So many people who gravitated to Telecom at LFHS continued into the field of visual storytelling. Reid Carolin wrote and produced both Magic Mike films starring Channing Tatum. Stephen Platcow produced the documentary Not Yet Begun to Fight about American soldiers battling PTSD through the meditative practice of fly fishing. Randy Bell is more than a decade into a documentary following the lives of five orphans in Kenya called The Mathare Project. Tim Ferrin is in the final stages of a documentary on the life of legendary children’s musician Ella Jenkins called We’ll Sing a Song Together. Brothers Ryan and David Wolff are producers and editors on the documentary web show The Good Stuff for PBS Digital. Jordan Balderas is a camera operator with a laundry list of television credits including Steve Harvey. Charlie Alves did the video direction for Blue Man Group and it led to doing all of the pyrotechnics and video for the world tours of Avicii and Bastille. Matt Romito built out the infrastructure and runs the video boards for every Cubs game at Wrigley.
That legacy continues under the branding New Media, now that the TV studio has been moved from the basement to the second floor, taking up a lot more space and visibility, just as the video arts have in the cultural conversation.
Lain Kienzle is a New Media alum whose short films have played in many film festivals and is currently working to produce and direct her first feature based on her play The Mouse and the Lion. Myles Beeson shot for a just released NatGeo movie and camera operates on all manner of commercials. Cody Vandenberg is a post-production supervisor at Lucas Films and has worked on the last three Star Wars movies. Hunter Ries is a writer for Nickelodeon. Noel Brennan is now a multimedia reporter for KUSA-TV in Denver and received two Emmy nominations for his work on the evening news.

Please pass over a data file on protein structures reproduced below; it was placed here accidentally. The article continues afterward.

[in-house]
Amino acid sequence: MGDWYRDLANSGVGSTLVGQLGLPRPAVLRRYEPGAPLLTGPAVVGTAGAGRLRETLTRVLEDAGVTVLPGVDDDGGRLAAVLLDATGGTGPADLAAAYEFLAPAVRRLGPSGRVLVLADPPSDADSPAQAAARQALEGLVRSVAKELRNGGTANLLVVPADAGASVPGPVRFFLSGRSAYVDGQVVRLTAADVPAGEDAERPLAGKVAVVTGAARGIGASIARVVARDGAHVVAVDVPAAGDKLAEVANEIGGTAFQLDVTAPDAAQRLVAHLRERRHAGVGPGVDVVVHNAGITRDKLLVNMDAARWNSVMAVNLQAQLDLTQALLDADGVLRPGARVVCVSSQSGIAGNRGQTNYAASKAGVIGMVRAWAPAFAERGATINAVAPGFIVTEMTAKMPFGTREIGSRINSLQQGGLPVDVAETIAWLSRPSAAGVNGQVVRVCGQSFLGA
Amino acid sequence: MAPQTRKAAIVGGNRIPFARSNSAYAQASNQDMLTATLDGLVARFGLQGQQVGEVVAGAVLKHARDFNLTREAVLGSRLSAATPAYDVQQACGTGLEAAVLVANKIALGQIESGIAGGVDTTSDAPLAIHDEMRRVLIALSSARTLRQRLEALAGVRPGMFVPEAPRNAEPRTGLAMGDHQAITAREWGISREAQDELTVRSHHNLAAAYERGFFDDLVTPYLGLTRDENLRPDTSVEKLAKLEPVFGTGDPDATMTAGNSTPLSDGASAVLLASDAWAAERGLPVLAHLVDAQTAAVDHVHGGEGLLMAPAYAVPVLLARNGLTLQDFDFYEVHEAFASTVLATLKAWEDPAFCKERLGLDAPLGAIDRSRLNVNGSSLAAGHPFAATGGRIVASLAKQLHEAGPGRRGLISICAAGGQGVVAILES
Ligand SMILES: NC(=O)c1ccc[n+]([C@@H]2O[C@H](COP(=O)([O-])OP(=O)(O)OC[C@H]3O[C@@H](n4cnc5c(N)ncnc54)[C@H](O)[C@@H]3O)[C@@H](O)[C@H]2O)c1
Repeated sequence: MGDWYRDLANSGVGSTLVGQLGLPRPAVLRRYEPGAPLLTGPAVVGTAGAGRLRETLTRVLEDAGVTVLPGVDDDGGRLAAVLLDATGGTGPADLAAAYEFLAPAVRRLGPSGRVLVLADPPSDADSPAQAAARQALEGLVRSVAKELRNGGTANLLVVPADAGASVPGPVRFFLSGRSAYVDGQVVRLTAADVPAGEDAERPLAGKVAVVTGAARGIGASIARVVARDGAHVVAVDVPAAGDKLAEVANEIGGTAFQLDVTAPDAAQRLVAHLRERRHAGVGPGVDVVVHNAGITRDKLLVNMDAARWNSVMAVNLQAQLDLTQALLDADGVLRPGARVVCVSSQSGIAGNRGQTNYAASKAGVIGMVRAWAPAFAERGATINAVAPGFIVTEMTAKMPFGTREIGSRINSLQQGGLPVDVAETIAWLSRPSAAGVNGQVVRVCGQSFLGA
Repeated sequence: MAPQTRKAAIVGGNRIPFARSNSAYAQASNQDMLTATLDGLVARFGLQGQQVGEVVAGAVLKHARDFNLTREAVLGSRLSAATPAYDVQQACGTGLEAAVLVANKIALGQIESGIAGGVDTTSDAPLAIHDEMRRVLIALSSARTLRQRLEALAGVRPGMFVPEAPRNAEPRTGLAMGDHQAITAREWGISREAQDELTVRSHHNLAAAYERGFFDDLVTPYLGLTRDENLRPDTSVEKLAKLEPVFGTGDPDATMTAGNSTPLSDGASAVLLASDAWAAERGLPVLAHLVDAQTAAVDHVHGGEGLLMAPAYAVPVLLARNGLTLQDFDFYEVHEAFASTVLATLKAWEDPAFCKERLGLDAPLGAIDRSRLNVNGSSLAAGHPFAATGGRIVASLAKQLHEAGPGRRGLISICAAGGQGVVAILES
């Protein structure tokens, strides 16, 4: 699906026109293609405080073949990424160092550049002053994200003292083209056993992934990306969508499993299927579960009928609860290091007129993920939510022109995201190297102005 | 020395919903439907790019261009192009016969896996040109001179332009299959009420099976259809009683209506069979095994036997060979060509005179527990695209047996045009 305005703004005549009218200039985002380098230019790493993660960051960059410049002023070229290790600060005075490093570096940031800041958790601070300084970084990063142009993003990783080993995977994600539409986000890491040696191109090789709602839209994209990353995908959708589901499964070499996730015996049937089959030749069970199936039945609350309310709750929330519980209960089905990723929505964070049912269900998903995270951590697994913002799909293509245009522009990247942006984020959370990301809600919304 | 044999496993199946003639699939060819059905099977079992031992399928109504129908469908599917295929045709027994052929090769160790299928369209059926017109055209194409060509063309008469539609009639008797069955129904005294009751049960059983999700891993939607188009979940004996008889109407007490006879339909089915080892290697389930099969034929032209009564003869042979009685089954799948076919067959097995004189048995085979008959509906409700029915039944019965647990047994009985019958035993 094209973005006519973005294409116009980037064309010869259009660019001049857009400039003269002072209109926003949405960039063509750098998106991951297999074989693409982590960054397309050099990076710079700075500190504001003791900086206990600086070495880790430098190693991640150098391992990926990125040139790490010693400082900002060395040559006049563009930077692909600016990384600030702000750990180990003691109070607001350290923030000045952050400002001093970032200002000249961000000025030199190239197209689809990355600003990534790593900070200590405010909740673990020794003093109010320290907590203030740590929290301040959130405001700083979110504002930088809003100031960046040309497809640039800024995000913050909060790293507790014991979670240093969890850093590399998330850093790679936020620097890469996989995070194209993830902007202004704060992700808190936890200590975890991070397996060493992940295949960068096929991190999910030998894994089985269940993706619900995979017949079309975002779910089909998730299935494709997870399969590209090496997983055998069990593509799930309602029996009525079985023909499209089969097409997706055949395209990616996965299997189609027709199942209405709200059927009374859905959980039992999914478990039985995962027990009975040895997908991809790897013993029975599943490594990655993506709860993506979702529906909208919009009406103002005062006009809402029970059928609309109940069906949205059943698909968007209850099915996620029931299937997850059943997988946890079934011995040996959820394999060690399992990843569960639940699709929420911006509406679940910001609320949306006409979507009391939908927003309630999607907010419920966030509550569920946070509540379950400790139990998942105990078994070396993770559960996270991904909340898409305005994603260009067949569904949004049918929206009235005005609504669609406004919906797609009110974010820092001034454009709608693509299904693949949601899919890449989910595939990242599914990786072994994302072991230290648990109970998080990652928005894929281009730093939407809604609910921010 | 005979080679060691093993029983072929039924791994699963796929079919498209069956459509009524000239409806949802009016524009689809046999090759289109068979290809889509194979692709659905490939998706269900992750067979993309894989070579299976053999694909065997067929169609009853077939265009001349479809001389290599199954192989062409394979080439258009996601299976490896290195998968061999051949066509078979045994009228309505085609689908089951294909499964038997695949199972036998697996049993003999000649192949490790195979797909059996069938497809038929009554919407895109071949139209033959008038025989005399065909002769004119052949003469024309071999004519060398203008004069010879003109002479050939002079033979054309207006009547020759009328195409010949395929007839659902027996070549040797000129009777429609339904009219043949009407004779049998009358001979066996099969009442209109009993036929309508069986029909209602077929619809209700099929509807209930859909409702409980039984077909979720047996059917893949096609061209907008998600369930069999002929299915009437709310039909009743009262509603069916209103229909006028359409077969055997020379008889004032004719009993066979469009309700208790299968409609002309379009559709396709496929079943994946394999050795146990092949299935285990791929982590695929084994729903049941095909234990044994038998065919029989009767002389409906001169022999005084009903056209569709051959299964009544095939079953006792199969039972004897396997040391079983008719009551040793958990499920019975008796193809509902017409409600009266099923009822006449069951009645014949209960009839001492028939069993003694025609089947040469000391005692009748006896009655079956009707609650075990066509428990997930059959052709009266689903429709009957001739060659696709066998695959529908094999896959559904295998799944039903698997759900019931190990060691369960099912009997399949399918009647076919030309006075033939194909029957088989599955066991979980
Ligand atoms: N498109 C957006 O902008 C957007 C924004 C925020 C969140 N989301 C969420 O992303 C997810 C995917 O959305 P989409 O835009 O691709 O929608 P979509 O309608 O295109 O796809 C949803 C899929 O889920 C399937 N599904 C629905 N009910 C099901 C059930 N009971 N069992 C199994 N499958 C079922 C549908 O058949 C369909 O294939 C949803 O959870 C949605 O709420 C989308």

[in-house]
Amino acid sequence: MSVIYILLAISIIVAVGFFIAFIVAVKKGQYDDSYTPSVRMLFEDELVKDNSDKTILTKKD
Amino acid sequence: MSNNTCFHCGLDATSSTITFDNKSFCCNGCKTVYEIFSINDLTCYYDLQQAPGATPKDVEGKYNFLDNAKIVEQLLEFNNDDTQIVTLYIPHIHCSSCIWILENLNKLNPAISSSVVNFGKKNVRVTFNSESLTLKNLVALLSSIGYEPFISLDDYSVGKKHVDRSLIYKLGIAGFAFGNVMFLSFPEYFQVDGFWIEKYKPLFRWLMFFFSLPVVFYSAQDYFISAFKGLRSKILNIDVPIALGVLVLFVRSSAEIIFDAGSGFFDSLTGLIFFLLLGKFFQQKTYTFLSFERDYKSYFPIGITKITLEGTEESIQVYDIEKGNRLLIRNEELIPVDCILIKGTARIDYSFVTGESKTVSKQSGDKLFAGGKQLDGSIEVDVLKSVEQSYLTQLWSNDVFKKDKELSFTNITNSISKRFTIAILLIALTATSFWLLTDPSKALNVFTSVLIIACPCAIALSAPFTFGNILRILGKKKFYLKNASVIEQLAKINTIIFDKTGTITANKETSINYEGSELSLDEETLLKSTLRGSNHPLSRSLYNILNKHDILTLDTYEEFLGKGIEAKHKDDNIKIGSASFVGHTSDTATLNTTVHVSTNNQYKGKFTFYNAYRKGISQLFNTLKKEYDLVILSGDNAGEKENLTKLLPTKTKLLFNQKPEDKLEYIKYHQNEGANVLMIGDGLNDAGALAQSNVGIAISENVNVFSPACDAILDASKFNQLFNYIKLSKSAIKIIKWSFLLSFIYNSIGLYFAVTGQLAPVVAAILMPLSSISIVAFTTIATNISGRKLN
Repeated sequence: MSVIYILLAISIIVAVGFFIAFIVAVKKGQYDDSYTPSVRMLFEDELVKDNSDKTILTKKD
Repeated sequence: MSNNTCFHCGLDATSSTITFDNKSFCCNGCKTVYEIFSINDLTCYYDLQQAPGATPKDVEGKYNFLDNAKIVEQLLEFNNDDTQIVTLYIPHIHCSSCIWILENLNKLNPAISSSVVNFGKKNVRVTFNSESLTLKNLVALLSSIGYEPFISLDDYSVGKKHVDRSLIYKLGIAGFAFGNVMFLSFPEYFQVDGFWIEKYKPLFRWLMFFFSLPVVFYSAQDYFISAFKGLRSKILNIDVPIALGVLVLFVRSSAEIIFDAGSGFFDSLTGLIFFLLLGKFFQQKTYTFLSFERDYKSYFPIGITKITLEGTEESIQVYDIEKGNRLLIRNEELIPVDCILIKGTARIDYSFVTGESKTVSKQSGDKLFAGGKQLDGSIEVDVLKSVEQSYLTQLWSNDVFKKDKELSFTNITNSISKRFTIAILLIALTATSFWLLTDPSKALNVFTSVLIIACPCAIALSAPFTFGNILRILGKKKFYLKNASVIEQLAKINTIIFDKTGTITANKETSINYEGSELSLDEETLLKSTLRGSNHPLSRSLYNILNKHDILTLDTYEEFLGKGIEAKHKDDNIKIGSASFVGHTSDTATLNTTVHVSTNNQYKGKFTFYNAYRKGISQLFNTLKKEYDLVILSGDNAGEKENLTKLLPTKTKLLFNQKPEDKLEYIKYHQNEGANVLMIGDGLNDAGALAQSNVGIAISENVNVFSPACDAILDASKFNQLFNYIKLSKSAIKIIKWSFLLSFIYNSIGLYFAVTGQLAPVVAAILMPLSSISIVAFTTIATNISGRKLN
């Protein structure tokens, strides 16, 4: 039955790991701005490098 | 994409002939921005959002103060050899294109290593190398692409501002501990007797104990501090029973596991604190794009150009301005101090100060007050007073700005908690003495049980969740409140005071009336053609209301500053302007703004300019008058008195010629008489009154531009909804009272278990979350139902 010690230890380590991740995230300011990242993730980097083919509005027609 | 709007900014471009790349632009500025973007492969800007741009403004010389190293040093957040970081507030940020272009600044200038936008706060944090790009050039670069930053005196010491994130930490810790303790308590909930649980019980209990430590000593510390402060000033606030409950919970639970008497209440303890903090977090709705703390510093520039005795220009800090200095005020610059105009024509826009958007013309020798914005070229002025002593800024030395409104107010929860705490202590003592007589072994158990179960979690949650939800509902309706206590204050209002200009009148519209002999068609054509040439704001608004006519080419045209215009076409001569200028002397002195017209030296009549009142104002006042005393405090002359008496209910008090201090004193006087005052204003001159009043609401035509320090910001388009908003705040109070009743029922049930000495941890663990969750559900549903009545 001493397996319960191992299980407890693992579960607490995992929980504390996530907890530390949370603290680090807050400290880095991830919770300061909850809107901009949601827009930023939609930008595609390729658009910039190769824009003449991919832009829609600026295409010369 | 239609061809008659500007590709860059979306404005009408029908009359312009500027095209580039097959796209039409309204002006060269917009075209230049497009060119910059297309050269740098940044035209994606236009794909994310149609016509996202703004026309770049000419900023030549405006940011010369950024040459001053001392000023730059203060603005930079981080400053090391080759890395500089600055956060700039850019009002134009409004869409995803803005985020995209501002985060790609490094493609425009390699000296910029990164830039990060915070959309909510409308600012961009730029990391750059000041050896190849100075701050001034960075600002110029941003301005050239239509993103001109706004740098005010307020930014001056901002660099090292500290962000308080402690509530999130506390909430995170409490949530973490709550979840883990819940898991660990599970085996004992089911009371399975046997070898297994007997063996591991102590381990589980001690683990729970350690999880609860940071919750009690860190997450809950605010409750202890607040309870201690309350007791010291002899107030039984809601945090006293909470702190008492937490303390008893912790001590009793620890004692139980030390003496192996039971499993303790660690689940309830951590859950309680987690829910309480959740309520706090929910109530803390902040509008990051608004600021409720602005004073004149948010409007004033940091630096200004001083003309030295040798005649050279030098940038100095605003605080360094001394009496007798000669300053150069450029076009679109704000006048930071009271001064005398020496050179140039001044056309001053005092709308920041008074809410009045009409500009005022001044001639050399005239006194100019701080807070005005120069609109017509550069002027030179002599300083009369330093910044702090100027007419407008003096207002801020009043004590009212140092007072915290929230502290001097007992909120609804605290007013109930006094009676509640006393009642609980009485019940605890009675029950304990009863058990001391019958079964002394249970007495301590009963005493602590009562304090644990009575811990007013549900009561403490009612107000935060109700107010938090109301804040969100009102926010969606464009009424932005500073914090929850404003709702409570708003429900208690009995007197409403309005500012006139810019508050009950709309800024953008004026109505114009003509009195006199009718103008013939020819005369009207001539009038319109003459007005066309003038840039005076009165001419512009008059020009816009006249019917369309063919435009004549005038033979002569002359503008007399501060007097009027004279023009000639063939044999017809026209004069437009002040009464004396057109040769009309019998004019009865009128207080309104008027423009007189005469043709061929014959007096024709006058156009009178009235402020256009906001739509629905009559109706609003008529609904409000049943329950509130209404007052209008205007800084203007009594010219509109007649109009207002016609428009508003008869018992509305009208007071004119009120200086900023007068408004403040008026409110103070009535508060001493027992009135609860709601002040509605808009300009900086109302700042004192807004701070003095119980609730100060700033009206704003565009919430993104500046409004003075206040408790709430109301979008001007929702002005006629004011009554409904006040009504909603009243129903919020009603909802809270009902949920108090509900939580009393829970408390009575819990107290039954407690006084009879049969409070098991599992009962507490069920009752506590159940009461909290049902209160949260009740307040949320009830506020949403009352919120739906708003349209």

The fascination with storytelling that people develop in the video classes at LFHS, no matter the name it’s going by, is a fascination that many students go on to explore for the rest of their lives.
“I hear it from alums all the time, making videos is what got them through high school, and now they’re doing amazing things,” says Douglass. “Storytelling is essential to what they do. That is the basis of everything they do professionally. We want to celebrate how Telecom helped shape the way people learned to tell stories visually. It’s a tremendous legacy for my current students to see what came before them.”
Telecom started out of LFHS’s foreign language lab in the late ‘60s. The superintendent at the time won a black and white television system at a conference and asked three foreign language teachers–Dave Miller and Joe Lawlor, who taught Spanish, and Paul Whiting, who taught French–if they thought they could do anything with it. He came to them because they ran the language lab and were the most familiar with recording equipment. The system was massive with open half-inch tape reels spooling away on a console and a big black and white TV camera. Prior to that, Miller had never even thought about teaching video.